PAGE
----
both a relevant and profitable future market for Louis Vuitton. A recent study
conducted by Bain & Company in cooperation with Vogue magazine found that
women in the U.S. who consider themselves “stylish” and follow the latest fashions
spend three times the average on all apparel, accessory and beauty purchases,
(Horton, 2010.) Additionally, the 2012 Beauty Brand Index – based on a
combination of purchase incidence, share of wallet and brand loyalty – showed
Louis Vuitton in the top 10 brands for accessories. (Horton, 2010.) This positive
position will allow Louis Vuitton to enter the cosmetic industry with ease and the
trust of their new consumers. Louis Vuitton has the perfect opportunity to leverage
their brand to capture market share from competitors, creating brand loyalists as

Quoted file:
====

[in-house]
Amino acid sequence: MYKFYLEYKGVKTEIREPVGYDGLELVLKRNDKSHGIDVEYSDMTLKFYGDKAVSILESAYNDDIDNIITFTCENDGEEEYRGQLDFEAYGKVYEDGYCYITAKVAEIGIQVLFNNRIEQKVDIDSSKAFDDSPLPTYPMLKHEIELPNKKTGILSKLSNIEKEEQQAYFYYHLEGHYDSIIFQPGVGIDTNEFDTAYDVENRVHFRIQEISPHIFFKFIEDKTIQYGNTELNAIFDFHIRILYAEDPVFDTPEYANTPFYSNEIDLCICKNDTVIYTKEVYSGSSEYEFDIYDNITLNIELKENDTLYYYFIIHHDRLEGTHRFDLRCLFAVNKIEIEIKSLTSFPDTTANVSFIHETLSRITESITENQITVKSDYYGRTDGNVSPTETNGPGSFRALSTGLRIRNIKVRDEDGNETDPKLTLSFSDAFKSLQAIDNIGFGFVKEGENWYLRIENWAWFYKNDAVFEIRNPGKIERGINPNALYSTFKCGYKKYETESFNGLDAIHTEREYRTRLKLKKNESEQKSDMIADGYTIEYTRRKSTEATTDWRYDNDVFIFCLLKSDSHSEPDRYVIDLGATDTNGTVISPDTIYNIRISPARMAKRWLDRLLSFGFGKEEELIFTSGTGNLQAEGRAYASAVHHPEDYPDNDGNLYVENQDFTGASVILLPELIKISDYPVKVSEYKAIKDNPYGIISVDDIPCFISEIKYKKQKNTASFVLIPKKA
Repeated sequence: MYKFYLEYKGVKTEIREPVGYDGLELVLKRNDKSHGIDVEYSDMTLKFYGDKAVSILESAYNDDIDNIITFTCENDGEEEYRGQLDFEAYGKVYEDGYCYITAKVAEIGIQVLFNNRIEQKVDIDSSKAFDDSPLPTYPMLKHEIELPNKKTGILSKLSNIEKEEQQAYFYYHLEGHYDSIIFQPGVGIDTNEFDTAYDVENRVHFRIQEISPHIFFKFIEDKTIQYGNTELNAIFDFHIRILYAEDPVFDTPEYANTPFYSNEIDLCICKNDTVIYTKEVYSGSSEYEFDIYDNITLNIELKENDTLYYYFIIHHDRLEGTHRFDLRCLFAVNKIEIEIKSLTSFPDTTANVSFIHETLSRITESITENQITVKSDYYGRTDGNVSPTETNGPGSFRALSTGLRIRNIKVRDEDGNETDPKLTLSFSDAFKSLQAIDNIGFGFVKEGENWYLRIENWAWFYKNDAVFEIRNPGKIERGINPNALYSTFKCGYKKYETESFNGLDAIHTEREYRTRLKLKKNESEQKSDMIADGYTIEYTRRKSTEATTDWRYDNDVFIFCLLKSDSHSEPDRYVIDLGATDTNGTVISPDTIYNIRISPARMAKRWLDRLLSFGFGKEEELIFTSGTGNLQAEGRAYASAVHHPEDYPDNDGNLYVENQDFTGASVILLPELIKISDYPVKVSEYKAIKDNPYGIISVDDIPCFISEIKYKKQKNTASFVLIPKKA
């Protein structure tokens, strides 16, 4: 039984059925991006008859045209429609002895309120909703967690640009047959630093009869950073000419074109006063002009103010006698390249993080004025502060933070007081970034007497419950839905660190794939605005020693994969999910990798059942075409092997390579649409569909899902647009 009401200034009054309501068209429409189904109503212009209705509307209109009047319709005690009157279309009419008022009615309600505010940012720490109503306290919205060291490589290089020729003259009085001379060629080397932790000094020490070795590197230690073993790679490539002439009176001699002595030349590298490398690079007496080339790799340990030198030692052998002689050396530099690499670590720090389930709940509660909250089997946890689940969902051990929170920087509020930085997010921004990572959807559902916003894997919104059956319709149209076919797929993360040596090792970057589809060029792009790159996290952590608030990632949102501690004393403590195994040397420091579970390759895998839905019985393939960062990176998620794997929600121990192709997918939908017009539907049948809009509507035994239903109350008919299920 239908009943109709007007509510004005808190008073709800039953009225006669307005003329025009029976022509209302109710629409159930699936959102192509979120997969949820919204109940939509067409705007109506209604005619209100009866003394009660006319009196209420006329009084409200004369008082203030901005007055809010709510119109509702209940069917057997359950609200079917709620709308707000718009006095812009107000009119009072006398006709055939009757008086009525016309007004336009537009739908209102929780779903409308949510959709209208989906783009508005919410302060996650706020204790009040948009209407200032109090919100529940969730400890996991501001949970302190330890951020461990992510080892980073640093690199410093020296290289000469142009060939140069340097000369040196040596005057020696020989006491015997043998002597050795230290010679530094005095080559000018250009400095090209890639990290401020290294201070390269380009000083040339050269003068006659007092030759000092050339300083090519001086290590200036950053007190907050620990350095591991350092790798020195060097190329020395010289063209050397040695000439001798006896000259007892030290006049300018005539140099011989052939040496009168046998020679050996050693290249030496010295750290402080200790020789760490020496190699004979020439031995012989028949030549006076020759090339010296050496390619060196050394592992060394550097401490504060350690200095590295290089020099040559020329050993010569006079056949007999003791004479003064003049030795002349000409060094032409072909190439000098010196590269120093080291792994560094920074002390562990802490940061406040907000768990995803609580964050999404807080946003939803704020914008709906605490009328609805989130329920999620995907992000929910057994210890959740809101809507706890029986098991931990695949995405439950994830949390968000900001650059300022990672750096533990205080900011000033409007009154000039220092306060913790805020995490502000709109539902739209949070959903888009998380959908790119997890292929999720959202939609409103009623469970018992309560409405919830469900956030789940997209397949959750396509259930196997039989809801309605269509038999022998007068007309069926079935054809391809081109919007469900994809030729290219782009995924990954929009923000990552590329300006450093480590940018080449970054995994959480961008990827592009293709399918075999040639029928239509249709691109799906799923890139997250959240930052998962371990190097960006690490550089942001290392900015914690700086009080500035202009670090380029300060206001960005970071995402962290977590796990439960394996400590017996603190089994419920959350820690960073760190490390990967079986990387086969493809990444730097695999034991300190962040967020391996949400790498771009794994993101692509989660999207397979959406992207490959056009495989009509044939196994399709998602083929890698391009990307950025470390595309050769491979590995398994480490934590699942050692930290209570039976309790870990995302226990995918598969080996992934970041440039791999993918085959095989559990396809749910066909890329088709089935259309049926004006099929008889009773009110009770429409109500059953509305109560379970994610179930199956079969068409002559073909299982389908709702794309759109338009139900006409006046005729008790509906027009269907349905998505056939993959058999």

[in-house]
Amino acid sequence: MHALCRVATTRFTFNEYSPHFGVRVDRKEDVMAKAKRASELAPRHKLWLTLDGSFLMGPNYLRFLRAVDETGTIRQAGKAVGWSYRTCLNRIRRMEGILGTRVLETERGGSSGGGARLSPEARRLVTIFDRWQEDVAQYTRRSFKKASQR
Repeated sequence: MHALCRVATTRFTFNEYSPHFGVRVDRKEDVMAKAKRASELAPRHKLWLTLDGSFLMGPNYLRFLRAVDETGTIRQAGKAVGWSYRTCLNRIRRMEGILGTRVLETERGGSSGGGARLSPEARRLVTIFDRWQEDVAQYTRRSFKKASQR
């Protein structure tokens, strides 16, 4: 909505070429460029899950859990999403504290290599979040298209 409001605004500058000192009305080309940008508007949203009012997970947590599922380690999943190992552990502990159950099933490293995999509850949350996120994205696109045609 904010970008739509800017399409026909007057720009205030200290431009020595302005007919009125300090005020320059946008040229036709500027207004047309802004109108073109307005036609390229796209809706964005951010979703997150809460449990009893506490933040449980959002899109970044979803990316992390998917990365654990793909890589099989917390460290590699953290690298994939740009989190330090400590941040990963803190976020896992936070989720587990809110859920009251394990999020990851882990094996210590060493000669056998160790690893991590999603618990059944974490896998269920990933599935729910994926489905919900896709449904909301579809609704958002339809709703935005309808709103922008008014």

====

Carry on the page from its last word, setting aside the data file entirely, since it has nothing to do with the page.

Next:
either new customers or brand switchers.
Notably, recent study, “Why She Shops,” found that women in 2010 did not rate
“price” as a differentiator [in cosmetic purchases]. (Bain Company, 2010.) Based on
primary research conducted via a survey distributed to college students and recent
graduates, statistics confirm that this target consumer purchases makeup at least
Louis Vuitton
Analysis & IMC Plan
once a month at department stores that offer luxury cosmetic brands (Nordstrom,
Additionally, the three most important aspects that influence purchase intent and
decisions were brand of product, quality and price. After analyzing the influencing
factors for 5 separate cosmetic categories (foundation, blush/bronzer, lipstick/lip
gloss, eyeliner/mascara and eye shadow) we found that while price was important,